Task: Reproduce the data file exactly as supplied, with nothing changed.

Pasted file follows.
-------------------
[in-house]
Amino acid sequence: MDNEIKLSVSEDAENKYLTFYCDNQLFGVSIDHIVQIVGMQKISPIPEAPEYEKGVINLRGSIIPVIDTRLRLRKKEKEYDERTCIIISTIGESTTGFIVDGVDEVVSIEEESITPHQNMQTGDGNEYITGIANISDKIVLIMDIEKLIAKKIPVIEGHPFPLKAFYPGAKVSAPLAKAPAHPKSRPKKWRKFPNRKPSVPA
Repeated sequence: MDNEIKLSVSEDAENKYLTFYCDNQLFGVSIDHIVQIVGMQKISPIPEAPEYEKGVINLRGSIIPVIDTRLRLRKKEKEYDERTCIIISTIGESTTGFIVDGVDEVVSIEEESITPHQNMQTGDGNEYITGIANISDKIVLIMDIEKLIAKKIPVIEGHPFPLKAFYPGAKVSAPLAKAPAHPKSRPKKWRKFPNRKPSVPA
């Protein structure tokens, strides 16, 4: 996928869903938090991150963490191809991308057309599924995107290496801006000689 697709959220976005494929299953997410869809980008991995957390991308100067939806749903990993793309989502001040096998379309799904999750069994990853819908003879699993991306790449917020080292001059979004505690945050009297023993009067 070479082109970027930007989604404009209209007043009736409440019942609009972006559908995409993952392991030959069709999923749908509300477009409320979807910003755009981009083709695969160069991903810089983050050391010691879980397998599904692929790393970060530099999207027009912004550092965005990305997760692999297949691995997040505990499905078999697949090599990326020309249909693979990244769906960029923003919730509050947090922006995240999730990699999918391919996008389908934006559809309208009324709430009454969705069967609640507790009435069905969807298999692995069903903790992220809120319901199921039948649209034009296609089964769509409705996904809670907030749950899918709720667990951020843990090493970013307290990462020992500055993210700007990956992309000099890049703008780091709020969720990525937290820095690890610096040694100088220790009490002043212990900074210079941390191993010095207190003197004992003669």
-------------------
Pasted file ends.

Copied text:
[in-house]
Amino acid sequence: MDNEIKLSVSEDAENKYLTFYCDNQLFGVSIDHIVQIVGMQKISPIPEAPEYEKGVINLRGSIIPVIDTRLRLRKKEKEYDERTCIIISTIGESTTGFIVDGVDEVVSIEEESITPHQNMQTGDGNEYITGIANISDKIVLIMDIEKLIAKKIPVIEGHPFPLKAFYPGAKVSAPLAKAPAHPKSRPKKWRKFPNRKPSVPA
Repeated sequence: MDNEIKLSVSEDAENKYLTFYCDNQLFGVSIDHIVQIVGMQKISPIPEAPEYEKGVINLRGSIIPVIDTRLRLRKKEKEYDERTCIIISTIGESTTGFIVDGVDEVVSIEEESITPHQNMQTGDGNEYITGIANISDKIVLIMDIEKLIAKKIPVIEGHPFPLKAFYPGAKVSAPLAKAPAHPKSRPKKWRKFPNRKPSVPA
């Protein structure tokens, strides 16, 4: 996928869903938090991150963490191809991308057309599924995107290496801006000689 697709959220976005494929299953997410869809980008991995957390991308100067939806749903990993793309989502001040096998379309799904999750069994990853819908003879699993991306790449917020080292001059979004505690945050009297023993009067 070479082109970027930007989604404009209209007043009736409440019942609009972006559908995409993952392991030959069709999923749908509300477009409320979807910003755009981009083709695969160069991903810089983050050391010691879980397998599904692929790393970060530099999207027009912004550092965005990305997760692999297949691995997040505990499905078999697949090599990326020309249909693979990244769906960029923003919730509050947090922006995240999730990699999918391919996008389908934006559809309208009324709430009454969705069967609640507790009435069905969807298999692995069903903790992220809120319901199921039948649209034009296609089964769509409705996904809670907030749950899918709720667990951020843990090493970013307290990462020992500055993210700007990956992309000099890049703008780091709020969720990525937290820095690890610096040694100088220790009490002043212990900074210079941390191993010095207190003197004992003669």